Economic incentive helping protect endangered species in Fuxian Lake
Yang Junxing has been devoted to protecting rare fish species for 35 years, and his methods for breeding them in captivity as a way to commercialize the preservation of endangered species have proved successful.
"For so long, the protection of rare species was shouldered by the government and academic institutes," the 56-year-old scientist said. "We have to fully mobilize the masses to ensure sustainable and more effective protection."
Yang is a senior researcher with the Chinese Academy of Sciences' Kunming Institute of Zoology in Yunnan province and a pioneering fish expert who, with his team, has commercialized three species of fish after mastering captive breeding conditions, enlarging their populations and saving them from the brink of extinction.
He pursued his master's and doctoral degrees at the institute£home to more than 600 species of freshwater fish, including about 100 rare varieties, accounting for around 40 percent of the country's total.
"I wrote many papers concerning fish protection when I came to Yunnan in 1983, but[MG_SEO] with fish populations dropping and about 60 percent of local species in plateau lakes in Yunnan becoming extinct, I felt that I must take more concrete measures," Yang said. "Especially after witnessing the situation of the Kanglang fish."
Kanglang are endemic to Yunnan's Fuxian Lake. In only about three years, the annual output of Kanglang caught in the lake dropped from 1,500 metric tons to about 1 ton. The cause was an introduced species, the noodlefish, which competed for the same food.
"In 1983, about 200 Kanglang would cost 2 yuan (30 US cents), but the price soared to more than 1,600 yuan a kilogram, or about 30 fish, in the 1990s due to the steep fall in output from 1987 to 1990," he said.
About 60 kilometers from the provincial capital of Kunming, Fuxian£with a depth of over 150 meters£is one of China's deepest plateau lakes. Kanglang once made up more than 70 percent of the fish in the lake.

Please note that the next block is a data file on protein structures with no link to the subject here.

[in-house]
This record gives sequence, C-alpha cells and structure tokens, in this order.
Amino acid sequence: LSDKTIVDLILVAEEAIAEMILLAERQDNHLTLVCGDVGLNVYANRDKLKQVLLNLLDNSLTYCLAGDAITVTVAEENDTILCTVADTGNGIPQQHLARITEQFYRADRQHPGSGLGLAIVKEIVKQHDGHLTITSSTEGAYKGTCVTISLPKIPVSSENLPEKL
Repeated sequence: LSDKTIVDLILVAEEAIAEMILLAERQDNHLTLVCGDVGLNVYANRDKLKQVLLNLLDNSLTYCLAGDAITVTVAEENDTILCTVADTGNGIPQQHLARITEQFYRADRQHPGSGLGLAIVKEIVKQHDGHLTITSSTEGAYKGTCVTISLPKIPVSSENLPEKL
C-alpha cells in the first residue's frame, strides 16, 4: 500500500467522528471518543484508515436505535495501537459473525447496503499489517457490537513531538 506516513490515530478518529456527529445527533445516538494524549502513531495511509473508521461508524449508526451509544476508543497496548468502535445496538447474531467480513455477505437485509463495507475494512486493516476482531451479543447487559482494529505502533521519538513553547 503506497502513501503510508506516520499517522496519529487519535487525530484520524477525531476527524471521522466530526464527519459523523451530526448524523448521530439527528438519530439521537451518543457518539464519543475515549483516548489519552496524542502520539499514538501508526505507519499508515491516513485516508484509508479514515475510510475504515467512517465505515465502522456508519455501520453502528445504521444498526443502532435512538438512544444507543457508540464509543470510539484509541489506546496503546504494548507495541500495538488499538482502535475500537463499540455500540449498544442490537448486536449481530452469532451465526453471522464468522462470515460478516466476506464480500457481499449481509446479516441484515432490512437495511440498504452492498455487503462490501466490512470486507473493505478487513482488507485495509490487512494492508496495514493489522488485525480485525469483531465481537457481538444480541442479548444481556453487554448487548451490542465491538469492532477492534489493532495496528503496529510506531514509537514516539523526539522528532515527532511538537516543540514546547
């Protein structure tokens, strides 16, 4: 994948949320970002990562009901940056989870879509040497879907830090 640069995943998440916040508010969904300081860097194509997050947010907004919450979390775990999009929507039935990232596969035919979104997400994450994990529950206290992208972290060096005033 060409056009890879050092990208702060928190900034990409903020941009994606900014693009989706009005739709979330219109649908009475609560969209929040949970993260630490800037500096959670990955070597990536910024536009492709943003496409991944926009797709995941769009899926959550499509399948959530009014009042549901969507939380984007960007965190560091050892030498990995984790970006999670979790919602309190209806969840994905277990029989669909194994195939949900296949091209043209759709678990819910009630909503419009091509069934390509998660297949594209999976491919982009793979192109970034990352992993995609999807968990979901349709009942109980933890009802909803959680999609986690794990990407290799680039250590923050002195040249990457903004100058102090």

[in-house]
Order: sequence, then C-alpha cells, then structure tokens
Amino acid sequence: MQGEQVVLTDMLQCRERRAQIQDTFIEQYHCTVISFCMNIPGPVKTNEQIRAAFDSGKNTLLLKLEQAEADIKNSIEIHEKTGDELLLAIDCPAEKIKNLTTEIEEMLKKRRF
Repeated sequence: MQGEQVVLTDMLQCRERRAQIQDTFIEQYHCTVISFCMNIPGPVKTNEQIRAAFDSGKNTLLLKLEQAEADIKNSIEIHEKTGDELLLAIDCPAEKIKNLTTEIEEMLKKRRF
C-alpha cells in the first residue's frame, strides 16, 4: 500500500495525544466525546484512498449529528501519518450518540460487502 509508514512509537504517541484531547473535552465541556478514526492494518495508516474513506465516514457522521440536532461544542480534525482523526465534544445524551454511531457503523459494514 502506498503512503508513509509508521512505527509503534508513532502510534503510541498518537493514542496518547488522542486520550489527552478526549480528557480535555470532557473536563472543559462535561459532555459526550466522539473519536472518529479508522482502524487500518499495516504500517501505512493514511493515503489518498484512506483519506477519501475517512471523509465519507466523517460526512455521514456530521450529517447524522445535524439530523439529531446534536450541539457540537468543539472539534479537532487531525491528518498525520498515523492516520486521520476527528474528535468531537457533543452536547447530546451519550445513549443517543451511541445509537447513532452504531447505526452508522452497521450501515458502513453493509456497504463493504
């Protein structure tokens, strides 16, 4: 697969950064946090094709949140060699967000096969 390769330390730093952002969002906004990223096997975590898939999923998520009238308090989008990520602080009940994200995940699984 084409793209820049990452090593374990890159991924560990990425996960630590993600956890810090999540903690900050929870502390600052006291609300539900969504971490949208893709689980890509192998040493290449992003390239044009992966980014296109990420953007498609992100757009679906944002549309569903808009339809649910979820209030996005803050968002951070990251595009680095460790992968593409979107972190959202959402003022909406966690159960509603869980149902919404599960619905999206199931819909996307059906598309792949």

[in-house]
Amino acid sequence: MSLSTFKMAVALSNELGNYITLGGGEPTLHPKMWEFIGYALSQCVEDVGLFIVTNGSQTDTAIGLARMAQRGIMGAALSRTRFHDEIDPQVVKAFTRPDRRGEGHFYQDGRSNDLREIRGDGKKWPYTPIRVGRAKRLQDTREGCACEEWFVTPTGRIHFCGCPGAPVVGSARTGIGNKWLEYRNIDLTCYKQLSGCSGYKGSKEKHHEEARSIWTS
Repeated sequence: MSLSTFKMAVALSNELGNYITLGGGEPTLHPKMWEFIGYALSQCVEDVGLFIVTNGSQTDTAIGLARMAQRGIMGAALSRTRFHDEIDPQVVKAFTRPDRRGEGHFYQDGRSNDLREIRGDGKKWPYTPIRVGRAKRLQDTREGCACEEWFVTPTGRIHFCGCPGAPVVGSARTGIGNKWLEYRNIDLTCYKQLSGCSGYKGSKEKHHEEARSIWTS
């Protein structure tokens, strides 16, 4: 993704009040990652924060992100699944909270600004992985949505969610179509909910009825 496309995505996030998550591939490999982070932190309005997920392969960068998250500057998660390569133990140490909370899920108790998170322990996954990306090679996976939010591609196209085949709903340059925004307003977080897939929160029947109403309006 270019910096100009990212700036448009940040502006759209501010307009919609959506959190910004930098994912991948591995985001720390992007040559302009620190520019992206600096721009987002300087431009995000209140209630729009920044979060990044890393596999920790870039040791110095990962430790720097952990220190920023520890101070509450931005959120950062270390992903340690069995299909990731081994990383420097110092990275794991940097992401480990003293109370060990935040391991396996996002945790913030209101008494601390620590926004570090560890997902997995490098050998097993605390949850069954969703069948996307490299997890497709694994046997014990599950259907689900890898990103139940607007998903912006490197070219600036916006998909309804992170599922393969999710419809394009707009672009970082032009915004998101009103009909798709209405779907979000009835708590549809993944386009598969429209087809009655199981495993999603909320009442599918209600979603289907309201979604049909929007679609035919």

Yang and his team started a project to save the species in 1990.
"Kanglang require a specific combination of various complicated conditions such as temperature, sunlight and water velocity for healthy breeding," he said, adding that in the beginning "failure was normal".
"All we could do was obsgreat graduation giftserve, think and experiment with the conditions again and again," he said.
After a year of trial and error, the captive Kanglang successfully reproduced in 1991, and the team started to release millions of fish into the lake in 1993.
"Locals saw us releasing the fish, which in their eyes meant economic profit, and they asked us about the breeding techniques and conditions. We taught them free of charge and promoted the commercialization of Kanglang around the lake," Yang said.
"Ordinary people are realistic. If they feel their livelihoods are closely related to the species, they are more actively engaged in protecting them from extinction."
The annual output of Kanglang in commercial fish farms is now about 10 tons, and at Fuxian Lake it has climbed to 8 tons. The fish are sold for around 800 yuan a kilogram£about half their price in the '90s.
"Fish farmers now invest more into breeding Kanglang, and they will never let the species die off," Yang said. "Their supply and demand determines the price, and I hope the price for Kanglang will drop to 200 yuan per kilogram because that means the output is back to a normal level."
With support from the Global Environment Facility international fund along with the local government, Yang established a 1.53-hectare breeding and research base for rare fish species in 2004.
"Yunnan has abundant biological diversity and plateau lakes. The protection of its resources is of global importance and value," Yang said, citing the GEF.
The base now has more than 80 rare species of fish, 30 of which have successfully reproduced in captivity, he said, adding that "many more endangered fish species are waiting for me to save them".